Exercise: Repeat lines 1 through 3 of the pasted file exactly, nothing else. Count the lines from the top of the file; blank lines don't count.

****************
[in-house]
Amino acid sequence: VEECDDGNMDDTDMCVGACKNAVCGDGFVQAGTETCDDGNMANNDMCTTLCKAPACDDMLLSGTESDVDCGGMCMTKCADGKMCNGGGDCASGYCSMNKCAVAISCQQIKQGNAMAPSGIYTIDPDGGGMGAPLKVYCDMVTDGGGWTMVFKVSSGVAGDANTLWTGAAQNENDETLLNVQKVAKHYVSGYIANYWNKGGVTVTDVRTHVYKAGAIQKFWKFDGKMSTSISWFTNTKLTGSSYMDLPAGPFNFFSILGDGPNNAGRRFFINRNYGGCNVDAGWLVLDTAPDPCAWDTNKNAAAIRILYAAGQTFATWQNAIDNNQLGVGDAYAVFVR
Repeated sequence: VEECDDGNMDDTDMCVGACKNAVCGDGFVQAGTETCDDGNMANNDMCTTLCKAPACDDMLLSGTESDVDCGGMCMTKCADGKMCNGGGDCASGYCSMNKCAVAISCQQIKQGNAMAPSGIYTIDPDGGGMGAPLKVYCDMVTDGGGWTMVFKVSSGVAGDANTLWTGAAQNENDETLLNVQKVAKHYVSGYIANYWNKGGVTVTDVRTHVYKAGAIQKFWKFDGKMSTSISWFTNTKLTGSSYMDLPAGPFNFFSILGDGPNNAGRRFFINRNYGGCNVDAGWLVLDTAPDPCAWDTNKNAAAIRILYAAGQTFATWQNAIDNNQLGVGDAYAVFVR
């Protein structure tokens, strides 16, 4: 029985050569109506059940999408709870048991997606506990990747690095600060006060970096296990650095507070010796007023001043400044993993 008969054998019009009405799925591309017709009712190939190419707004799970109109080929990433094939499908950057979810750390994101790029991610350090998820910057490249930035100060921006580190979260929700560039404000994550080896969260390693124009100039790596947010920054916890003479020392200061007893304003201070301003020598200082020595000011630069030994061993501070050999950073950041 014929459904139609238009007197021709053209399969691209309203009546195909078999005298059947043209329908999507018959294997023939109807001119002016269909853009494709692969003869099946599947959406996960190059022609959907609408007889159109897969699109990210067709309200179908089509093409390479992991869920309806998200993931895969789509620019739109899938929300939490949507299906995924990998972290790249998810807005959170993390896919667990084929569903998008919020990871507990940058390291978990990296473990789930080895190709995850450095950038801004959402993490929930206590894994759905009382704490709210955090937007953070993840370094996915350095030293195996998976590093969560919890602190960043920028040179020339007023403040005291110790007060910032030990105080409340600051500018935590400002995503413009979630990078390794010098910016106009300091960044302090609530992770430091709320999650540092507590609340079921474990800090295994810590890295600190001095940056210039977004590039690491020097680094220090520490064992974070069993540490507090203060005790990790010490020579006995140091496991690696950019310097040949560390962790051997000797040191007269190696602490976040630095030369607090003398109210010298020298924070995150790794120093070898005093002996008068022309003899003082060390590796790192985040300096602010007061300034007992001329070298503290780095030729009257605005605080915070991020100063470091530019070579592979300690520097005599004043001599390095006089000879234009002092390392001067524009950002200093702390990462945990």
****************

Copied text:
[in-house]
Amino acid sequence: VEECDDGNMDDTDMCVGACKNAVCGDGFVQAGTETCDDGNMANNDMCTTLCKAPACDDMLLSGTESDVDCGGMCMTKCADGKMCNGGGDCASGYCSMNKCAVAISCQQIKQGNAMAPSGIYTIDPDGGGMGAPLKVYCDMVTDGGGWTMVFKVSSGVAGDANTLWTGAAQNENDETLLNVQKVAKHYVSGYIANYWNKGGVTVTDVRTHVYKAGAIQKFWKFDGKMSTSISWFTNTKLTGSSYMDLPAGPFNFFSILGDGPNNAGRRFFINRNYGGCNVDAGWLVLDTAPDPCAWDTNKNAAAIRILYAAGQTFATWQNAIDNNQLGVGDAYAVFVR
Repeated sequence: VEECDDGNMDDTDMCVGACKNAVCGDGFVQAGTETCDDGNMANNDMCTTLCKAPACDDMLLSGTESDVDCGGMCMTKCADGKMCNGGGDCASGYCSMNKCAVAISCQQIKQGNAMAPSGIYTIDPDGGGMGAPLKVYCDMVTDGGGWTMVFKVSSGVAGDANTLWTGAAQNENDETLLNVQKVAKHYVSGYIANYWNKGGVTVTDVRTHVYKAGAIQKFWKFDGKMSTSISWFTNTKLTGSSYMDLPAGPFNFFSILGDGPNNAGRRFFINRNYGGCNVDAGWLVLDTAPDPCAWDTNKNAAAIRILYAAGQTFATWQNAIDNNQLGVGDAYAVFVR